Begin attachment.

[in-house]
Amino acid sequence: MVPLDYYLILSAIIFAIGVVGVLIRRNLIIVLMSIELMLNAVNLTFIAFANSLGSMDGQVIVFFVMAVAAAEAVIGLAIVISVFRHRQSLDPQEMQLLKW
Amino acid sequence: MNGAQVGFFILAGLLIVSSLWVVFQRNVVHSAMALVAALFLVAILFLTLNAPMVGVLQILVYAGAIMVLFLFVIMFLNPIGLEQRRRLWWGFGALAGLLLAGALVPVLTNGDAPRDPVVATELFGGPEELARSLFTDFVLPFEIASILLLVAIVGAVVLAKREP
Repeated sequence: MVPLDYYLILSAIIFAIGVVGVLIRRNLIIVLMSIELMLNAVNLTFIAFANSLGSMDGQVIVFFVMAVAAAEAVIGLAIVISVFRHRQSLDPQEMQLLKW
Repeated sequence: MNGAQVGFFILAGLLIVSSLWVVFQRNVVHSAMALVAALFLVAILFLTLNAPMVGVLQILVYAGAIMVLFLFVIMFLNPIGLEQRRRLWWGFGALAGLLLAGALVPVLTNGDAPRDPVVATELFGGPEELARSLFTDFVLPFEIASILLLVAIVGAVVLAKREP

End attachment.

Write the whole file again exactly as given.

[in-house]
Amino acid sequence: MVPLDYYLILSAIIFAIGVVGVLIRRNLIIVLMSIELMLNAVNLTFIAFANSLGSMDGQVIVFFVMAVAAAEAVIGLAIVISVFRHRQSLDPQEMQLLKW
Amino acid sequence: MNGAQVGFFILAGLLIVSSLWVVFQRNVVHSAMALVAALFLVAILFLTLNAPMVGVLQILVYAGAIMVLFLFVIMFLNPIGLEQRRRLWWGFGALAGLLLAGALVPVLTNGDAPRDPVVATELFGGPEELARSLFTDFVLPFEIASILLLVAIVGAVVLAKREP
Repeated sequence: MVPLDYYLILSAIIFAIGVVGVLIRRNLIIVLMSIELMLNAVNLTFIAFANSLGSMDGQVIVFFVMAVAAAEAVIGLAIVISVFRHRQSLDPQEMQLLKW
Repeated sequence: MNGAQVGFFILAGLLIVSSLWVVFQRNVVHSAMALVAALFLVAILFLTLNAPMVGVLQILVYAGAIMVLFLFVIMFLNPIGLEQRRRLWWGFGALAGLLLAGALVPVLTNGDAPRDPVVATELFGGPEELARSLFTDFVLPFEIASILLLVAIVGAVVLAKREP